Education helps to reduce HIV Risk
It has been more than 30 years since HIV was first discovered. We have come a long way.
These days, HIV patients are living a normal life like anyone else. However, till date, HIV-related stigma and discrimination still exist in every corner of the world. Why? This comes down to the very basic of human nature. We fear things that we do not know about. We shy away from things that we do not understand. This is a fundamental problem that needs to be addressed. And how do we do that? The answer is very simple: Knowledge and education. This is why we always stress the importance of understanding an illness, including HIV.
Let us look at some date regarding HIV situation in Botswana, a country in southern Africa. With 25.4% of adults aged 15 to 49 infected with HIV in 2008, Botswana has one of the highest HIV infection rates in the world. This data basically looked at how education affected HIV rate in the country. In 1996, Botswana made huge changes to the structure of secondary school system, expanding access to grade 10. More children between 7-17 years old had the opportunity to go to school and get educated.
What was discovered later was shocking but not unexpected. Due to the changes in the education system and increased number of children who had access to education, risk of them become HIV positive have been reduced significantly. Each year they remained in secondary school reduced their risk of having HIV as young adults by about 8 percentage points. The reduction was 12 percentage points for women and 5 percentage points for men.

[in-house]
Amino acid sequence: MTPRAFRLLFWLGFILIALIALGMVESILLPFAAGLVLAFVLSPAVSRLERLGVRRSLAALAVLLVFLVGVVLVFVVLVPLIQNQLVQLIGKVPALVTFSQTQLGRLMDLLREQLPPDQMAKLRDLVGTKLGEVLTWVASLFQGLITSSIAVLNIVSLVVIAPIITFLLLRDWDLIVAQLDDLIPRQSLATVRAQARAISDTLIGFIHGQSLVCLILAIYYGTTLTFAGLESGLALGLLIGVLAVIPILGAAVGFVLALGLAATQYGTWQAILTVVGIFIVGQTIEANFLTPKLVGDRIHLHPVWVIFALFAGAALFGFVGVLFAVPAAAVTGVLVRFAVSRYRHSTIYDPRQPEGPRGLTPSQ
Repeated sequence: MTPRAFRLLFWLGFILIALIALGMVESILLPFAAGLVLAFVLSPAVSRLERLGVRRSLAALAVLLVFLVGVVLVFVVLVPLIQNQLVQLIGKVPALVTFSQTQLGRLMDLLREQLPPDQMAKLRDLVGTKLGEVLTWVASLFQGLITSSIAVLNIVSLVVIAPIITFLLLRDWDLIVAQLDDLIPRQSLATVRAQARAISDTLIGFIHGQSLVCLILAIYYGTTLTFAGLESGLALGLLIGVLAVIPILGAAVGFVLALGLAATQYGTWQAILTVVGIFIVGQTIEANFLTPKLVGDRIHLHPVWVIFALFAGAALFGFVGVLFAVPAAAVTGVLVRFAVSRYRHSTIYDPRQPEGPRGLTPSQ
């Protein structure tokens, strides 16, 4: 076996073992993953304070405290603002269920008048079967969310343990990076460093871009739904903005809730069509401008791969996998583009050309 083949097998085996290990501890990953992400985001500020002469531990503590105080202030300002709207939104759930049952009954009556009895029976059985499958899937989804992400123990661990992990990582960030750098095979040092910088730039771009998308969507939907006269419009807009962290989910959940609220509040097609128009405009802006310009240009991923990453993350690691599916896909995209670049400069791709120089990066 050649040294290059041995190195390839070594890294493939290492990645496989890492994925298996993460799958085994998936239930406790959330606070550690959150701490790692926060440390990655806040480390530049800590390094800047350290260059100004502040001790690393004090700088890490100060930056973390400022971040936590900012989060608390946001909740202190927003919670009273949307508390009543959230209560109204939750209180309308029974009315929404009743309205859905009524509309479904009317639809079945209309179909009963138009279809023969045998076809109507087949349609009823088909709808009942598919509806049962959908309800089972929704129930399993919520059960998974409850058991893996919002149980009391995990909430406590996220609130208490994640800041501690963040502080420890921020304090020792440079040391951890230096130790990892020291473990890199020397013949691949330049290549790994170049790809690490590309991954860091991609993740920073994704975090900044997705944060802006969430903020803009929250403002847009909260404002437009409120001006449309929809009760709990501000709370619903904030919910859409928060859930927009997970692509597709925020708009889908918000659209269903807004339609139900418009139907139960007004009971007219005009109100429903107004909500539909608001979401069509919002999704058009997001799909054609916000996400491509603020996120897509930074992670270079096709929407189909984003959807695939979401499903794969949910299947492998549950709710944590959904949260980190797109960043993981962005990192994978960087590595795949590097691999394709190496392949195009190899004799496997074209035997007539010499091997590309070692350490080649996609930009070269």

To further look at the connection between education and HIV risk reduction, researchers analyzed data from AIDS surveys done in Botswana in 2004 and 2008, involving 3,965 women and 3,053 men. They discovered that after the first nine years of schooling, each additional year was associated with a 3.6 percentage point reduction in the risk of being HIV positive 10 years later, when the study subjects were in their twenties.
This is a very significant example of how knowledge and education can play an important role in reducing HIV risk. It may not directly reflect the situation in Singapore, Malaysia or other parts of the world, but it definitely highlighted the importance of understanding a disease. People who know and understand a disease are more likely to change their attitudes and do the necessary in terms of disease prevention.
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